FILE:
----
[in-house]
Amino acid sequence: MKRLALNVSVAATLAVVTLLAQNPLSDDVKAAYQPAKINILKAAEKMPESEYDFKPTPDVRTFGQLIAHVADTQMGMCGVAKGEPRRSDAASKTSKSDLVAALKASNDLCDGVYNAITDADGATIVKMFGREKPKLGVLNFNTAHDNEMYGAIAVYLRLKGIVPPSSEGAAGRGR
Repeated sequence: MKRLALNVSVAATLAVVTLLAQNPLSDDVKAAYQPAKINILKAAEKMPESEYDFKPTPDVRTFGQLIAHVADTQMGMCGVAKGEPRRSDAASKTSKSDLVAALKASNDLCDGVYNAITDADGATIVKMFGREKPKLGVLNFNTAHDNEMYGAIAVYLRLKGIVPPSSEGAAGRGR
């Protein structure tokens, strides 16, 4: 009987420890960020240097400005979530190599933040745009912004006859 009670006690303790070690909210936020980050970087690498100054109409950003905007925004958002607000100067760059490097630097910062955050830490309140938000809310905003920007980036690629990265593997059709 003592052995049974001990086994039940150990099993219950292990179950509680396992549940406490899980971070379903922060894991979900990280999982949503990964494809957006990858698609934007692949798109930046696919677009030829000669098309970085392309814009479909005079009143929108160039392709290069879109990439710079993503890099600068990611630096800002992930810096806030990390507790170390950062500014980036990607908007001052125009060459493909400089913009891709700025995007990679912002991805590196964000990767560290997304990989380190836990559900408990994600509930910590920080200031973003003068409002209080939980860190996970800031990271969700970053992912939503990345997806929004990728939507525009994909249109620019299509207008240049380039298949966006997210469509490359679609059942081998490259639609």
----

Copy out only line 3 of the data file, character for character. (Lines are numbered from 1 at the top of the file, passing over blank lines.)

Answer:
Repeated sequence: MKRLALNVSVAATLAVVTLLAQNPLSDDVKAAYQPAKINILKAAEKMPESEYDFKPTPDVRTFGQLIAHVADTQMGMCGVAKGEPRRSDAASKTSKSDLVAALKASNDLCDGVYNAITDADGATIVKMFGREKPKLGVLNFNTAHDNEMYGAIAVYLRLKGIVPPSSEGAAGRGR